Unintended consequences. Snyder knows some people are offended by the word and regardless of whether he is retaining the name because he doesn't want to change it or because he wants to mock Native Americans is irrelevant. So regardless of his intentions, some Native Americans feel demeaned or mocked. 

I like how the author doesn't give a shit about the unintended consequences of Daniel Snyder keeping the Washington team name as the "Redskins," but he creates unintended consequences that don't actually exist when referring to journalists who report on the Redskins but call the team "Washington." Daniel Snyder doesn't mean to mock Native Americans, but journalists who don't use the term "Redskins" are lying to their readers and putting their credibility at risk. Got it. 

(Does Snyder want to continue making millions of dollars by keeping the name and its recognizable tradition? Sure. Does he want to avoid upsetting the team's fans and sacrificing ticket sales? Absolutely. That makes him rather greedy, which means he's pretty much just like any other NFL owner.)

This is pure speculation, but I would imagine Daniel Snyder would sell as many t-shirts and sell as many tickets to games if the Redskins were called the "Washington Bureaucrats." Okay, maybe not that EXACT name, but you get the point. There is tradition behind the team name, but fans tend to get over things and re-naming the team gives them a chance to buy all new Washington apparel. 

The objections to the name are grounded in the notion that the word itself is offensive, no matter how or why it's used or why the franchise won't change it, and therefore it should not appear in print or online.

And some journalists choose to not use the term "Redskins" which doesn't change the meaning of what they write at all. The information is still the same. 

But if we're to apply that logic to similar terms or words, there should have been media who referred to this former NFL quarterback as Chris Guy Who Went To Louisville. See if you can find anyone who did.

Okay, so it's really hard to take this guy seriously when he writes shit like this. For a guy who writes in a "no nonsense" fashion these are two sentences full of nonsense. Chris Redman's name was "Chris Redman," so that's why he was referred to in that fashion. He could change his name, but it's not considered to be offensive like "Redskins" is deemed offensive. One is the name of a professional sports team and the other is the last name of a human. I don't see the parallel being drawn.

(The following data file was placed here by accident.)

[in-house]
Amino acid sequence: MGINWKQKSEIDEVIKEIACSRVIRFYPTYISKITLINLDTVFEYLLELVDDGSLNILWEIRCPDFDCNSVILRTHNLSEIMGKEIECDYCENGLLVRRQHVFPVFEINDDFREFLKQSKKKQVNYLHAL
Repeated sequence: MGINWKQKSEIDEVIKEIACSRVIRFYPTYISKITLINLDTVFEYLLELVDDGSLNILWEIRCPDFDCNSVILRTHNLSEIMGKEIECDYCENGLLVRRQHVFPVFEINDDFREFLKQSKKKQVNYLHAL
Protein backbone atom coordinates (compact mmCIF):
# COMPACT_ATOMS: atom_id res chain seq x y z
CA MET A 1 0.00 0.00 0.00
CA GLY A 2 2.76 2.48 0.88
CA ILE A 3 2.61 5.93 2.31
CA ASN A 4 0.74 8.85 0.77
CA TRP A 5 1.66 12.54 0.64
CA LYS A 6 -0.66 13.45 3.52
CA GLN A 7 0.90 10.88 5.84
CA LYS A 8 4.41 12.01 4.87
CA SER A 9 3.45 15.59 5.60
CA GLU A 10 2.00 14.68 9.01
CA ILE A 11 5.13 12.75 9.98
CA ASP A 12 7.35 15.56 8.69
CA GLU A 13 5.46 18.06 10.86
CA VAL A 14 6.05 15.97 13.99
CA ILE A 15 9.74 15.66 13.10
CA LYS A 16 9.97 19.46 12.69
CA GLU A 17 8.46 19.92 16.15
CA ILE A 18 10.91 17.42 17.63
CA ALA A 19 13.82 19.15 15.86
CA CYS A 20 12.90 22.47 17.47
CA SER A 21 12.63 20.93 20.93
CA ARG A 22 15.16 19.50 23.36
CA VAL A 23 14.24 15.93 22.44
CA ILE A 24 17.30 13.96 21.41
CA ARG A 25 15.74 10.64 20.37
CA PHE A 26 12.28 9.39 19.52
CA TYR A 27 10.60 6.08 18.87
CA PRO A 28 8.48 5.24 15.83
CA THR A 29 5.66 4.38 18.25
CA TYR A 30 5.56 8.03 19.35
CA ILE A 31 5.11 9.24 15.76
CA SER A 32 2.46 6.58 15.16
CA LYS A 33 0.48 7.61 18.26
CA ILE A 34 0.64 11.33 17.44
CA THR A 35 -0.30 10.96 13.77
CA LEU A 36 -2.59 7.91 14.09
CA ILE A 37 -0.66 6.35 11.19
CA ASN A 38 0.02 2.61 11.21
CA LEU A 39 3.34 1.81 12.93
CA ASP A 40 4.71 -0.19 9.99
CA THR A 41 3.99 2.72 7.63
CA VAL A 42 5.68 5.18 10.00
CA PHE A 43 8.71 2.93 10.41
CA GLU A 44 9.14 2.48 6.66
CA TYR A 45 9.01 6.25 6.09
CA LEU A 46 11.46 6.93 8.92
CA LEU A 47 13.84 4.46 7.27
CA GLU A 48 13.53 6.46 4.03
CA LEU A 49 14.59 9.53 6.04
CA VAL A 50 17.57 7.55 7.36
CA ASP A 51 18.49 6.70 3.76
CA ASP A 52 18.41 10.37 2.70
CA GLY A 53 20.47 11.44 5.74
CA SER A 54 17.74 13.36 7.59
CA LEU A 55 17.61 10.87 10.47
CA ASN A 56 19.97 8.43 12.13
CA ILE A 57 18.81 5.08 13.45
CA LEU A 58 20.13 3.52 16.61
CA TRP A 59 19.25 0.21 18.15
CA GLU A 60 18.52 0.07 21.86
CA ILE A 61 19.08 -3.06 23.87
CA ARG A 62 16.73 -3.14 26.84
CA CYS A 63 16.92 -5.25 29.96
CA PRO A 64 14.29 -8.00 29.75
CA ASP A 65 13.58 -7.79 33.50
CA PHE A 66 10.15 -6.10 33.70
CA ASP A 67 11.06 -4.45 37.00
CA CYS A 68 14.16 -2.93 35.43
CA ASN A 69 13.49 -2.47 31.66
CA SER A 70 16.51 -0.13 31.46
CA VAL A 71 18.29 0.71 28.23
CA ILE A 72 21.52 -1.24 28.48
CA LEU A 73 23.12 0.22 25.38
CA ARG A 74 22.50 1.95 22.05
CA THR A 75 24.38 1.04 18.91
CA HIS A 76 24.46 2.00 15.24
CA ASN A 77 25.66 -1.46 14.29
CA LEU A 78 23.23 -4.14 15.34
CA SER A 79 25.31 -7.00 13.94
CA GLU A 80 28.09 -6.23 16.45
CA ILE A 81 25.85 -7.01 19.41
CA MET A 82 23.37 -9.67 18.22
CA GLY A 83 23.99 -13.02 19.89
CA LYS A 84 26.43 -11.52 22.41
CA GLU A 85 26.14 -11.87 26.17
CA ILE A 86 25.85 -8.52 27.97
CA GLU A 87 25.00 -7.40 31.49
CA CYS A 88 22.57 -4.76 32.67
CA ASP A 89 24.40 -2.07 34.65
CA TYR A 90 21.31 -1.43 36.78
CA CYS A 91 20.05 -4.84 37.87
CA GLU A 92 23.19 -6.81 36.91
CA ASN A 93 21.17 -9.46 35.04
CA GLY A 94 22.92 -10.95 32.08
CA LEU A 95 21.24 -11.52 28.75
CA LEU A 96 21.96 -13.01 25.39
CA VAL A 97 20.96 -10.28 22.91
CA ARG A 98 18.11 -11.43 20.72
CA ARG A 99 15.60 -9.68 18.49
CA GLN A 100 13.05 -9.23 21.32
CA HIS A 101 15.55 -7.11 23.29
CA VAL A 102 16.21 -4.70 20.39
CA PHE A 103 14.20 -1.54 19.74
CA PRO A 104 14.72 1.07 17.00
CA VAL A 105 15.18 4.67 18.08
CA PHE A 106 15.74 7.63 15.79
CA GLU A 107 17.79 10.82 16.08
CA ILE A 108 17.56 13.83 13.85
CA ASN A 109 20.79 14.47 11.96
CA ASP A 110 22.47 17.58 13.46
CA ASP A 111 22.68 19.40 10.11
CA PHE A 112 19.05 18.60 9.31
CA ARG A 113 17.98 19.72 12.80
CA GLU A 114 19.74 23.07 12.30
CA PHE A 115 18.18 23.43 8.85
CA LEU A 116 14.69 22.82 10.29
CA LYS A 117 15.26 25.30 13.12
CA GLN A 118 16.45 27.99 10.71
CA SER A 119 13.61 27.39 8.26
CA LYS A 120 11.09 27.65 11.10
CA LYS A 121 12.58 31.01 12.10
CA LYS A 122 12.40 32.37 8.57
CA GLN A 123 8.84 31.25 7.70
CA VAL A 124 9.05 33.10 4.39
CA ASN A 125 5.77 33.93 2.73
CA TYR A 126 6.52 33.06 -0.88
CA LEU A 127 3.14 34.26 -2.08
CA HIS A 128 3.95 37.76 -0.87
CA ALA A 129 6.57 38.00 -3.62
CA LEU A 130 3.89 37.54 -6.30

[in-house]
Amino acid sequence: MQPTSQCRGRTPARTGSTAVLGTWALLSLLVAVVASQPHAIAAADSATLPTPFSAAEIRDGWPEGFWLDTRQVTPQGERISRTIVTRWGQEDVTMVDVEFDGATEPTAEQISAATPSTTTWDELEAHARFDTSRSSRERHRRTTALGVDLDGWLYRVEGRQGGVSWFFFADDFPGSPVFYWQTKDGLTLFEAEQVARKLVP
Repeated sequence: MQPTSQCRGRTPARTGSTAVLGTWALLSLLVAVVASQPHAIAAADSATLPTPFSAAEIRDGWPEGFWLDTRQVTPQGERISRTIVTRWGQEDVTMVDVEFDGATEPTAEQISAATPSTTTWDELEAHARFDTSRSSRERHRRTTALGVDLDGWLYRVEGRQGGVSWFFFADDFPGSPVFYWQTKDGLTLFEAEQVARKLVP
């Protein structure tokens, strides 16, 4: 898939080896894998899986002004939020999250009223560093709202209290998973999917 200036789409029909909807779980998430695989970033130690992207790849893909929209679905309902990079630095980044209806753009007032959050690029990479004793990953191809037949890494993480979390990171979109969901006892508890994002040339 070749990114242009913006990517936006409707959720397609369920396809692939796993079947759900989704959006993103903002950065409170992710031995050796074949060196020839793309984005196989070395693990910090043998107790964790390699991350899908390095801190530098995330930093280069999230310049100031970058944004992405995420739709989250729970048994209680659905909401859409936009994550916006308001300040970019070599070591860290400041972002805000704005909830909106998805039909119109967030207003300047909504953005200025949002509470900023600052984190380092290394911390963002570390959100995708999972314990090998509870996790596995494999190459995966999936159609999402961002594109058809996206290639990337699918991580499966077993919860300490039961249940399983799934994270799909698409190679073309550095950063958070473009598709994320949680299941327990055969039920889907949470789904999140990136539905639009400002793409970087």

I'm not arguing that the franchise should change its name or that it shouldn't,

Of course not. A person would be silly to think deeming those who refuse to use the term "Redskins" as lacking credibility and being dishonest is even close to supporting the Washington Redskins not change their team name. There is a much stronger parallel to Chris Redman having to change his name because no one finds it offensive. 

and I'm not arguing that it's wrong for a media member to support a name change and say so publicly.

Support the name change and do it publicly, but just don't write it down, then go about doing your job. That's the key. Support the name change. That's fine. Just don't use the term "Washington" in place of "Redskins" because that throws all journalistic credibility out the window. 

But I am arguing that even if Snyder were refusing to change the name solely because he was an overt bigot and racist, the journalistic responsibility to provide information to news consumers supersedes the desire to avoid offending anyone.

The information shouldn't change if the author is using the term "Redskins" or "Washington." I'm not sure how this is so confusing. 

"Redskins" is the official name of a franchise in the National Football League. It is a fact. You report facts.

They also play in Washington D.C. and calling them "Washington" is also reporting a fact. It's a very weak argument to claim journalistic credibility is being ruined by using "Washington" in place of "Redskins." This stand against the use of the R-word is just a refusal to use the word, not the very basis upon which a journalist discusses the Washington Redskins. Using the word or not using the word should not affect the coverage. 

You call them the Washington Redskins because it's their name, and because that's supposed to be your job.

If a journalist can call them the "Redskins" then why not call them "Washington"? And it's not necessarily "your job" to refer to the Washington Redskins as the "Redskins." The job is to present information about the NFL team in an accurate fashion. Calling them "Washington" should have no effect on that end goal.